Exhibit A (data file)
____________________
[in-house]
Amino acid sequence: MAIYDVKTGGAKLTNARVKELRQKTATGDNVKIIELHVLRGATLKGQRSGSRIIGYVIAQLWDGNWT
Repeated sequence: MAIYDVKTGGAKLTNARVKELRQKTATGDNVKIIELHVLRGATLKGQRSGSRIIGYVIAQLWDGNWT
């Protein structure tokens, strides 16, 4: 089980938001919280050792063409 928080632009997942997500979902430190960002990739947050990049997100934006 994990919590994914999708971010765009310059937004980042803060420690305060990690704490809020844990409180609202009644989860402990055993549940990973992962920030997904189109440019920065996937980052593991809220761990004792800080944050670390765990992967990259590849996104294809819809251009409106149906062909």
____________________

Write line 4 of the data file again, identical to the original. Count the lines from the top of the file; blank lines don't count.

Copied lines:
């Protein structure tokens, strides 16, 4: 089980938001919280050792063409 928080632009997942997500979902430190960002990739947050990049997100934006 994990919590994914999708971010765009310059937004980042803060420690305060990690704490809020844990409180609202009644989860402990055993549940990973992962920030997904189109440019920065996937980052593991809220761990004792800080944050670390765990992967990259590849996104294809819809251009409106149906062909």